When I unchain my imagination, letting it roam like an absent-minded grandmother, fingers roaming over undusted tables...

April 3rd, 2015, 12pm

It was 17°C with scattered clouds. There was moderate breeze.

… it rolls to a rest, like a camera in water, on some scene of Hopper’s imagining- the untongued tension, taut as a lampshade and crouching, potent as a bared-tooth dog. A child with bulbous, blue eyes and made-for-teevee blond hair waving its hand, like an outstretched, tensile bat wing, over feathery reeds, beneath peach trees; the idyll clenched in the tension of knowing something must go wrong. Or a teenager, hat spun backwards, rifling through the technicolour candy boxes in a Korean corner shop, or a woman with a tea stain above her left eyebrow and stolen-raspberry juice on her fingers, waiting for her late husband. He might not come back tonight. And the dinner, making slow chromatic progress from orange to brown to umber to charcoal, will stand as revolting evidence of his infidelity. Perhaps he doesn’t think; perhaps he cheats himself, perhaps he pretends she isn’t there waiting; he likes to believe that the eight o’clock soap opera is enough to hook her mind away from the thoughts of him with another woman, with her legs splayed and head bent back. A teenager drinking an oversized coke on the corner, stroking back his hair affectedly and plumping up his eyelashes with a dirty fingernail. Trombone music cavorts out of the window above, tapdances in the street, fights in through the sealed glass doors of the furniture shop, pollutes the soft atmospheric jazz album the manager slotted in that morning before leaving, car keys performing flips around his forefingers and flicking the underside of his chin with the topsides of his fingers; a gesture of contempt for the aproned workers staring him sullenly off. One of them sits down heavily on a wooden table as he closes the front door. It’s glass, but somehow the aural boundary provides sufficient separation to forget his watchful eyes. Customers are few. The furniture shop is like inhabiting the garden sale of the dead; structures that aren’t going anywhere, structures that sit up boldly and ownerless, rank with fresh varnish and waiting. The staff wait too. People come in to stroke surfaces and to get away from the rain. They ask meaningless questions out of embarrassment for their presence in an empty shop, performing funny little foibles; bending their necks forward in a turtle-mimic, stroking down the already-obedient hairs of their right elbow, clearing their already-clear throats with gargling coughs, pulling at the back of their necks. Assistants and waitresses, deal-breakers and priests, these are the people trained to this bodily grammar; it is perhaps one of the few performances in which the actors are unconscious of the volume of their performance…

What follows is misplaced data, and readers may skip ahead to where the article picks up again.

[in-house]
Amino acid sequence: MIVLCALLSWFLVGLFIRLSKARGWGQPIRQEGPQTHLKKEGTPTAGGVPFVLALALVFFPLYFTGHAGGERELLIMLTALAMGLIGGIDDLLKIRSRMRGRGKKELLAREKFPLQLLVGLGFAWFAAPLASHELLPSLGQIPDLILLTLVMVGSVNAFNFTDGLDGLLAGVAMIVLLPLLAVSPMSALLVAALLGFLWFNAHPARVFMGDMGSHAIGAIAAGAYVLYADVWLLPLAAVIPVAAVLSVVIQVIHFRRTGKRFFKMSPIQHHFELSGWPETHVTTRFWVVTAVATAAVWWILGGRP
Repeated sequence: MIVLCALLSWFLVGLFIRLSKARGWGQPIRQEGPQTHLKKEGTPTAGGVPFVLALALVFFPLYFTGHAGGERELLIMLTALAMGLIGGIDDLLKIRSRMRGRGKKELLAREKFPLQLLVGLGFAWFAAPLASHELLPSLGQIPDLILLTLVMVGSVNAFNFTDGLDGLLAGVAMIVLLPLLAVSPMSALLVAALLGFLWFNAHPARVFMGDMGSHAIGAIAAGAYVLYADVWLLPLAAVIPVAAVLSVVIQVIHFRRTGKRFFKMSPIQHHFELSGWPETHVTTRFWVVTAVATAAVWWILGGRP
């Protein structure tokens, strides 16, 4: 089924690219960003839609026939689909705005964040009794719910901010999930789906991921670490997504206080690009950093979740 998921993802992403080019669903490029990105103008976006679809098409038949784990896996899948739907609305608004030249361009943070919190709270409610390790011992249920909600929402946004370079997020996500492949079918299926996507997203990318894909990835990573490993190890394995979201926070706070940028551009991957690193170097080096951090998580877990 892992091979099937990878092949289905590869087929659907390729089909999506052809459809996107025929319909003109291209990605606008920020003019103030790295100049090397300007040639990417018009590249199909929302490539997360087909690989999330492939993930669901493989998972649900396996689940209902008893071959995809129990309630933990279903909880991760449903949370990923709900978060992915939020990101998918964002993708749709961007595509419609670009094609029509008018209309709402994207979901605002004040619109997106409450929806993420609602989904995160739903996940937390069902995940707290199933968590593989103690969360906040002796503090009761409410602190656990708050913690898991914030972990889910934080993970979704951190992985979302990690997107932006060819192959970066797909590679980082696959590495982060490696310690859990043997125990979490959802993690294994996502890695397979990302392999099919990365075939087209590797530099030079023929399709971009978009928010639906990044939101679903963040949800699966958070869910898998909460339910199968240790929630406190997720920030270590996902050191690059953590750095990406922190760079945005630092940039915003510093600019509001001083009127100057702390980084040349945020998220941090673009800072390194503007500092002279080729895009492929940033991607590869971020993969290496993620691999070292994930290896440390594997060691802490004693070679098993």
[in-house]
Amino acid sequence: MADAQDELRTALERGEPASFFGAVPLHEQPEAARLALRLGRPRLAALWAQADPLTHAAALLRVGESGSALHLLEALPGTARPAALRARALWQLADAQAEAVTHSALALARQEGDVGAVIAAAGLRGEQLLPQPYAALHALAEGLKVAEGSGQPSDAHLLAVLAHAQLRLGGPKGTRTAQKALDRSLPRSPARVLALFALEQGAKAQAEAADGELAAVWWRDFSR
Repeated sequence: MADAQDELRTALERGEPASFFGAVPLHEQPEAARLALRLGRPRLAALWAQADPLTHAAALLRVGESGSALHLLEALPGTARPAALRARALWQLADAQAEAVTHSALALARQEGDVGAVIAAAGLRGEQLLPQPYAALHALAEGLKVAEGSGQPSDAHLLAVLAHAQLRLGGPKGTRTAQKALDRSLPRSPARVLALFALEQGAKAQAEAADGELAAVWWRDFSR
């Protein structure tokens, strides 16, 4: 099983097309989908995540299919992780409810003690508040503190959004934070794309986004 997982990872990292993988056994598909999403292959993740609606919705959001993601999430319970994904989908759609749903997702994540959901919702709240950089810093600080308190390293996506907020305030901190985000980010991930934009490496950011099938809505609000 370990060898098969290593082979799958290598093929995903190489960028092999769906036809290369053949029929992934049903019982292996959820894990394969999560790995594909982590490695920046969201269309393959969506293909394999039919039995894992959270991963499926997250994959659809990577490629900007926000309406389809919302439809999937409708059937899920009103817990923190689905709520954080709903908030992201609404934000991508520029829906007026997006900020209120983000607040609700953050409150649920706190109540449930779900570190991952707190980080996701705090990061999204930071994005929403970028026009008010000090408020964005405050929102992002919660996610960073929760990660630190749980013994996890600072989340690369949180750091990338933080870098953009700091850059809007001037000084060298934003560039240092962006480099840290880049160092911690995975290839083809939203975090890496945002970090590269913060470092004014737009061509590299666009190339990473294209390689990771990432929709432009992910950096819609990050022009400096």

David Wade, Julian, Atef, Peter and 1 more said thanks.

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sophie knight

I get high on conversation.

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